The Museum of Applied Arts and Sciences has just launched a new publication, Time and Memory, the second in the MAAS collection series which is supported by the Copyright Agency Cultural Fund. In his introductory essay ‘The Shape of Time’, Principal Curator Matthew Connell places the Museum’s collection within the context of humanity’s understanding and experience of time, and our relationship with memory.
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Summer in Antarctica is smelly, noisy and cold. The temperature hovers around 0°C and on most of the rocky sites there is an overwhelming smell of digested krill or diesel. You may wonder why on earth someone would want to visit.
Shape 2017 is a showcase of year 12 student work from the syllabus areas concerned with design and technology – Design and Technology / Textiles and Design / Industrial Technology. This year MAAS has 38 fine examples on show from around New South Wales.
On Wednesday 31 January, 2018, Australia and New Zealand will experience a total lunar eclipse. This occurs when the moon moves completely into the Earth’s shadow, blocking out the Sun’s light, and plunging the moon into darkness.
This elegantly choreographed image from the studio of Kerry & Co. shows young women from the Bronte Surf Life Saving Brigade modelling three methods of ‘release’ used in lifesaving c. 1908.
The Museum staff have a huge job caring for our enormous collection of over 500,000 objects. Our team includes experts in a vast range of areas, including: fashion, health and medicine, architecture, engineering, sciences, design, decorative arts, technologies and contemporary culture.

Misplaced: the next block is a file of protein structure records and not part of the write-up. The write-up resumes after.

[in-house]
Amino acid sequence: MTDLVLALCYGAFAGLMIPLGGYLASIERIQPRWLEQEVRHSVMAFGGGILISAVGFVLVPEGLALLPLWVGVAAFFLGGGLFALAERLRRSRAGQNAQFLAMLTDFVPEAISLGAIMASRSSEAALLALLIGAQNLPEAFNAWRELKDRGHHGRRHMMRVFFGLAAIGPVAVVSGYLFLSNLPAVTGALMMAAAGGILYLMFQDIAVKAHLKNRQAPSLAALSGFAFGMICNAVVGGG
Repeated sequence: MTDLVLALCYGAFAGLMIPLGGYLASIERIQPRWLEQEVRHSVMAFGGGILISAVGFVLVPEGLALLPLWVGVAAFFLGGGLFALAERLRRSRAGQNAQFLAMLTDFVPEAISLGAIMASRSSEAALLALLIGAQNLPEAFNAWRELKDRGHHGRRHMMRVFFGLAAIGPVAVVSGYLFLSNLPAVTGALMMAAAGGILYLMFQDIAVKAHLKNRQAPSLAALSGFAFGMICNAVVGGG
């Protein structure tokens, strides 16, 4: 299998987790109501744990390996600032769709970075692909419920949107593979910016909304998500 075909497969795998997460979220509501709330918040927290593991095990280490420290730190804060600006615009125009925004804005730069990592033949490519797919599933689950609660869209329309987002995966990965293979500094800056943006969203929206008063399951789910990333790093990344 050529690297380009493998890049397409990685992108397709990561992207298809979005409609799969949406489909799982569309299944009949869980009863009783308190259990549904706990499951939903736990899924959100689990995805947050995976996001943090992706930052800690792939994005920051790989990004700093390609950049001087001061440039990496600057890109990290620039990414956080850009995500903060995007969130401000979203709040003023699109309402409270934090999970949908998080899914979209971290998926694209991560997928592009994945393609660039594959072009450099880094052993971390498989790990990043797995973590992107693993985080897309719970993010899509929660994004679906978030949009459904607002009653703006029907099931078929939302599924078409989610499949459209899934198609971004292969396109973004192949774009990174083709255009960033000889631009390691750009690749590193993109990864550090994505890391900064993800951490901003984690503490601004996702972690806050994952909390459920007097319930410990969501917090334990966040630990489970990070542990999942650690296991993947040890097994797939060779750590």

While we wait eagerly to hear whether our colleagues from Sydney Observatory managed to catch a glimpse of yesterday’s total solar eclipse in the US – and quietly seethe with jealousy that we couldn’t be there ourselves (or is that just me?) – it seemed like the perfect opportunity to dig these amazing photographs out of our collection.
Happy National Science Week and Sydney Science Festival everyone! This week my science colleagues have taken over the blog to give you a bit more of an understanding about who we are and what we do. When people find out that I’m a science curator their next question is usually “so, what do you actually do?”.
It’s National Science Week! Tune in each day to meet MAAS’ science curators, discover objects from our wonderful science collection and find out what a science curator actually does in a day. To start off National Science week we interview the Science Curators of MAAS and find out what they love about working in a Museum.
The Museum of Applied Arts and Sciences began its life in 1879 as the Technological, Industrial and Sanitary Museum. It developed out of the Sydney International Exhibition of the same year, which was designed to promote commerce, industry, art, science and education in Australia.
In 1887 observatories worldwide embarked on an ambitious project to photograph the entire sky, cataloguing the positions of millions of stars to produce a document known as the Astrographic Catalogue.
This photograph by Max Dupain (22 Apr 1911 - 27 Jul 1992), signed and dated 1936, is from the archive of Madame Louise Lamoureux, who ran a Sydney fashion house specialising in embroidery and hand-beading.